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The kōan is an enigmatic or paradoxical question that defies logic, and forces you to break out of conventional modes of thinking, to use your imagination and intuition to arrive at a paradigm-shifting answer that moves you closer to enlightenment. A clichéd example that is commonly quoted is ‘what is the sound of one hand clapping?’ On the face of it, this seems like nonsense. Logic suggests that it takes two hands to make a sound. Many ‘correct’ answers have been suggested, but it is a mistake to think there is just one right answer; there are many. Some suggest that it is the same sound as two hands clapping, or that the answer lies in non-verbally outstretching one’s hand to the questioner, inviting them to a reciprocal clap. With kōans you are simply going through a process of recognizing that logic, while useful, works by placing your thinking on a confining box with limited option. In Zen, you are invited to recognize that the only way out of this box is to shift the paradigm by thinking imaginatively with your right brain. There are many answers because everyone will come up with their own unique solution. It is the act of transcending the worldly mind that is the important part. This chapter presents some of the classic kōans from traditional Zen, originally written hundreds of years ago in Japanese, and re-interpreted from early English translations into early 21st Century English. The underlying meaning remains, so they will still work as a kōan should, but they are expressed in language more easily understood by people in the 21st Century. Each kōan encapsulates a profound truth worthy of deep reflection over a not-insignificant period of time. There are no quick answers, silver bullets here. There is great value buried deep in the kōan. Your job is to patiently dig for it. Zen is a practice dedicated to lessening the influence of your ego which is the prime impediment to your uncovering your own true nature. The ego is so strong that you could go your entire lifetime without even suspecting there is something deeper that is forever obscured by the ungoverned ego. Therefore we should listen to the voice of pines and cedars when no wind stirs. When you perceive that silent voice, you have entered the field of pure being that is behind the phenomenal world and which is your true nature. Example - the sound of one hand What follows is an illustrative example of how a plain English version of the ancient kōan is expressed. A 12 year-old boy lived in a monastery. Every morning and evening, he saw the older monks go to the master’s chamber, there to receive instruction in Zen. The boy asked to be included, but was told by the master that he was too young. He should wait awhile. But the boy was determined and somewhat impatient. He repeatedly asked the master if he might receive instruction too. Finally the master consented. In the evening, the boy went to the master’s chamber. He struck the gong to announce his presence, and waited respectfully at the thresh-hold to be invited in. Upon receiving permission, he entered, bowed three times and sat before the master in silence, waiting for him to speak. The master said you can hear the sound of two hands clapping, now show me the sound of one hand. The boy thanked the master and went to his room to consider the meaning of this kōan. In the distance he could hear the music of the geishas. Ah, he thought, I have it! The following evening he went to the master to report his findings. When asked to illustrate the sound of one hand, he began to play the music of the geishas. No, no that is not it at all! Keep trying said the master. So the boy went to a quiet place to consider, away from the sound of music. The only sound audible in this place was the sound of dripping water. Ah, that must be it he thought. (word limit reached)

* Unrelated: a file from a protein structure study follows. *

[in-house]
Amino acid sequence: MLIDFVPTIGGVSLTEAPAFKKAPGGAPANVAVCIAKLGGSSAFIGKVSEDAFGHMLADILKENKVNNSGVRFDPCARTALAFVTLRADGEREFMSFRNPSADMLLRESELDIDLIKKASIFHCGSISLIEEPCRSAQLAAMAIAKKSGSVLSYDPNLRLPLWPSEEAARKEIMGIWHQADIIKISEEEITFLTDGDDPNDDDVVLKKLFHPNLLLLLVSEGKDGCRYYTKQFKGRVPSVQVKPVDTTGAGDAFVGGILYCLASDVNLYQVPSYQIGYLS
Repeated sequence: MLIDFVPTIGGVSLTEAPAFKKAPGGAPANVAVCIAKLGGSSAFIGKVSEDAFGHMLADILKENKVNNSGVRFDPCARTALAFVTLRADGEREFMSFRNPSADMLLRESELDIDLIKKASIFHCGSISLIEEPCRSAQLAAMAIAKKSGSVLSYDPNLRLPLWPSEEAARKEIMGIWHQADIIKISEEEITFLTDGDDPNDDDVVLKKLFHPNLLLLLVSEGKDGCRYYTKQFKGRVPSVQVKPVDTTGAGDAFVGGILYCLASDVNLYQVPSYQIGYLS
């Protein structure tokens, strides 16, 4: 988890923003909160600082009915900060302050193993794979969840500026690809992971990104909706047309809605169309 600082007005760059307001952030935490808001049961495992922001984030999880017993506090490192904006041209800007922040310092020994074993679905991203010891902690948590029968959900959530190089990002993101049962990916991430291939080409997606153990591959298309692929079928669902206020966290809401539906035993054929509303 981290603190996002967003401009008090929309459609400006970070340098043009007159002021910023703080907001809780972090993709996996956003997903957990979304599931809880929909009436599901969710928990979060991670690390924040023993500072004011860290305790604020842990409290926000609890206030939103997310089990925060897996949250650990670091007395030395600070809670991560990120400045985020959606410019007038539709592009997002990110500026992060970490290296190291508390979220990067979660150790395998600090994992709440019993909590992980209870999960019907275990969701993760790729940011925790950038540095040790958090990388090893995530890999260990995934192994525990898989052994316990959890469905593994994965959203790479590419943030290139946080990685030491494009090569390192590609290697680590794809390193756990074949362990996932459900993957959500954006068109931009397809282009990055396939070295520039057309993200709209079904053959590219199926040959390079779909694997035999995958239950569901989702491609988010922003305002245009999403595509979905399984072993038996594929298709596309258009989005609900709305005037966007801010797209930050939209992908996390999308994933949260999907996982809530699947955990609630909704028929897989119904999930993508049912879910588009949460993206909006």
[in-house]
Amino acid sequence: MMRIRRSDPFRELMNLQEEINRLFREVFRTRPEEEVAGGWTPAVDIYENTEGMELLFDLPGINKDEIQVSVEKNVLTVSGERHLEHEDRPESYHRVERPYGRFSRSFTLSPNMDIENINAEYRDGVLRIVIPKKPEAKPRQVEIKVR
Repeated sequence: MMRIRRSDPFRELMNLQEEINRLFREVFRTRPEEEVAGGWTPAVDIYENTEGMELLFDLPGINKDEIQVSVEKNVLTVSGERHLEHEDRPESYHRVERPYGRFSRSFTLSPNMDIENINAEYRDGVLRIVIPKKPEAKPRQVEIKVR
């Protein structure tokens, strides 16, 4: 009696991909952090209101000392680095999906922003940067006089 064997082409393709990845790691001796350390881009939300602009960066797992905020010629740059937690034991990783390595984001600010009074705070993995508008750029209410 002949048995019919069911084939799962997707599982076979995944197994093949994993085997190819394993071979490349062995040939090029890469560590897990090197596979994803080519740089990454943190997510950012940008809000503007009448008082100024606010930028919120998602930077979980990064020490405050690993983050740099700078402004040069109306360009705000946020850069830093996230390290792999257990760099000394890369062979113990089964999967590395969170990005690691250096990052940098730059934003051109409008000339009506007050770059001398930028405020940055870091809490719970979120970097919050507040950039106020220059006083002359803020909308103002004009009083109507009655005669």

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David Tuffley PhD combines a career as a university lecturer and researcher with his very personal search for spiritual enlightenment over the past 40 years. Zen Koans: Ancient Wisdom for Today is the fruit of that journey. David's academic interests range across Comparative Religion, Philosophy, Psychology, Anthropology, Literature, History, Software Engineering and Architecture. He blends his broad academic knowledge with the ancient practice of Buddhism and Taoism to create a truly unique work of timeless value.
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